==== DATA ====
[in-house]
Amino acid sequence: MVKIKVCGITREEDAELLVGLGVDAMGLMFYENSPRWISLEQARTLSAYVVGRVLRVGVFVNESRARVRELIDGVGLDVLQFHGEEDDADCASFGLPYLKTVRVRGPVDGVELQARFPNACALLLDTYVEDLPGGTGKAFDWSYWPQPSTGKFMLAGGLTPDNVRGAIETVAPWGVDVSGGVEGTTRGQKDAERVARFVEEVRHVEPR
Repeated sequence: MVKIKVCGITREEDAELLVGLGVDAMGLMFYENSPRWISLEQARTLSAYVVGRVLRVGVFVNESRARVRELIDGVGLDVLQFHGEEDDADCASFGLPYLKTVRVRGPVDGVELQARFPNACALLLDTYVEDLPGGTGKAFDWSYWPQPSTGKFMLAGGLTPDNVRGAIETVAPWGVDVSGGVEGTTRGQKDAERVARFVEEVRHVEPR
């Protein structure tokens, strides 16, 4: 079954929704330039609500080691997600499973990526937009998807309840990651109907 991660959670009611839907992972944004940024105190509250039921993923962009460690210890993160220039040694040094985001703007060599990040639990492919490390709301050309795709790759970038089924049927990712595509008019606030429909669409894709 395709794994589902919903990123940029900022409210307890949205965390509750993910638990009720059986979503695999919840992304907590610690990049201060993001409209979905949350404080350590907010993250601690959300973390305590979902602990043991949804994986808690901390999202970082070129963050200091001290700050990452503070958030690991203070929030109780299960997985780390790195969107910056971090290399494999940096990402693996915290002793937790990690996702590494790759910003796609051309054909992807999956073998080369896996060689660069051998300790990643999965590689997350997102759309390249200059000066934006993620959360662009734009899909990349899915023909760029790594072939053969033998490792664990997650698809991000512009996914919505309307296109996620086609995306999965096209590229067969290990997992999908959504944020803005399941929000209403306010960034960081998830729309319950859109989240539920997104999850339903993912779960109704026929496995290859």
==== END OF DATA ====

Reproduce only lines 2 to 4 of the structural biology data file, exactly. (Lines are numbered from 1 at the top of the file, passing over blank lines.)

Amino acid sequence: MVKIKVCGITREEDAELLVGLGVDAMGLMFYENSPRWISLEQARTLSAYVVGRVLRVGVFVNESRARVRELIDGVGLDVLQFHGEEDDADCASFGLPYLKTVRVRGPVDGVELQARFPNACALLLDTYVEDLPGGTGKAFDWSYWPQPSTGKFMLAGGLTPDNVRGAIETVAPWGVDVSGGVEGTTRGQKDAERVARFVEEVRHVEPR
Repeated sequence: MVKIKVCGITREEDAELLVGLGVDAMGLMFYENSPRWISLEQARTLSAYVVGRVLRVGVFVNESRARVRELIDGVGLDVLQFHGEEDDADCASFGLPYLKTVRVRGPVDGVELQARFPNACALLLDTYVEDLPGGTGKAFDWSYWPQPSTGKFMLAGGLTPDNVRGAIETVAPWGVDVSGGVEGTTRGQKDAERVARFVEEVRHVEPR
């Protein structure tokens, strides 16, 4: 079954929704330039609500080691997600499973990526937009998807309840990651109907 991660959670009611839907992972944004940024105190509250039921993923962009460690210890993160220039040694040094985001703007060599990040639990492919490390709301050309795709790759970038089924049927990712595509008019606030429909669409894709 395709794994589902919903990123940029900022409210307890949205965390509750993910638990009720059986979503695999919840992304907590610690990049201060993001409209979905949350404080350590907010993250601690959300973390305590979902602990043991949804994986808690901390999202970082070129963050200091001290700050990452503070958030690991203070929030109780299960997985780390790195969107910056971090290399494999940096990402693996915290002793937790990690996702590494790759910003796609051309054909992807999956073998080369896996060689660069051998300790990643999965590689997350997102759309390249200059000066934006993620959360662009734009899909990349899915023909760029790594072939053969033998490792664990997650698809991000512009996914919505309307296109996620086609995306999965096209590229067969290990997992999908959504944020803005399941929000209403306010960034960081998830729309319950859109989240539920997104999850339903993912779960109704026929496995290859």